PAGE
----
Arbonia’s compensation system is based on the conviction that the success of a company depends to a considerable extent on the quality of work and dedication of employees. We want to use our compensation system to attract and retain employees with the necessary skills and qualities and to motivate them to deliver a consistently high level of performance. The compensation system is designed to ensure that the interests of top managers are consistent with the interests of Arbonia and its shareholders.

The two divisions offer additional benefits for the companies that are subject to collective labour agreements in order to ensure attractive compensation beyond the industry-standard pay. These benefits include a programme for obtaining e-bikes and discounted memberships for fitness studios and swimming pools.

In companies that are not subject to collective labour agreements, the compensation for the core workforce is significantly above the legal minimum wage. We ensure that our compensation level is in line with the market by means of agreed principles and internal groupings, as well as regular analysis in collaboration with the employee representatives, taking into account the labour market and developments in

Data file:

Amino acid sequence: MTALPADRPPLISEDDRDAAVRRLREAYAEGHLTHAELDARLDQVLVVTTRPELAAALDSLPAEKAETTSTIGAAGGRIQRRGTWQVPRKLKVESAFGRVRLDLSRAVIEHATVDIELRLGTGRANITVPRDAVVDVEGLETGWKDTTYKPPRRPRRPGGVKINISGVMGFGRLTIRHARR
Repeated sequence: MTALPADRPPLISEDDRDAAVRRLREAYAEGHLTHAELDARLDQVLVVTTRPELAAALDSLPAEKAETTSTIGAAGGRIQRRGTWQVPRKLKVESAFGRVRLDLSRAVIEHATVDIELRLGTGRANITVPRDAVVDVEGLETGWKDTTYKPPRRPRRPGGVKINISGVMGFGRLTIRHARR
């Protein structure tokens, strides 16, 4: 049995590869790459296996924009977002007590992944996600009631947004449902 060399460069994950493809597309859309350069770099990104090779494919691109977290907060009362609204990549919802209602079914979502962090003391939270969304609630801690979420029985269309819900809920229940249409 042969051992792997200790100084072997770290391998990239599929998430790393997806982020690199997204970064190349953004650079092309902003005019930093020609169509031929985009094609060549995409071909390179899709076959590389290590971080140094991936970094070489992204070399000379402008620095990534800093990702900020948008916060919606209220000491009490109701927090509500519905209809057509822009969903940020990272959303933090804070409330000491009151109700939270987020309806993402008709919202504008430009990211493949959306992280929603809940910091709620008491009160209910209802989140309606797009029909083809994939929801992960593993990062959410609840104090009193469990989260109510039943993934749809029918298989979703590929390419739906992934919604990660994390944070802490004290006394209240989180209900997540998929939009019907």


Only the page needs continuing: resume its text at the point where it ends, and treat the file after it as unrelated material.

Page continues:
the region.

In developing the compensation structure, we follow common market practices of similarly situated companies that operate on the capital market. A benchmark analysis commissioned in 2020 showed that the compensation of the members of Group Management is of a similar magnitude to that of the two comparison groups. In addition, Arbonia’s salaries are reviewed annually by an external service provider and compensation levels are amended in the event of significant deviations.

On the occasion of each Annual General Meeting, the Board of Directors proposes that the Compensation Report be approved by means of a non-binding consultative voting process. In the reporting year, the Compensation Report was confirmed with a qualified majority. The Compensation Report (see p. 123) of Arbonia presents the compensation governance and the principles of the compensation system of the Board of Directors and Group Management. In addition, it contains information on the compensation of the Board of Directors and Group Management in each financial year, on the roles that the members of the Board of Directors and Group Management exercised at other companies with economic purpose and on the shareholding rights held by the members of the Board of Directors and Group Management.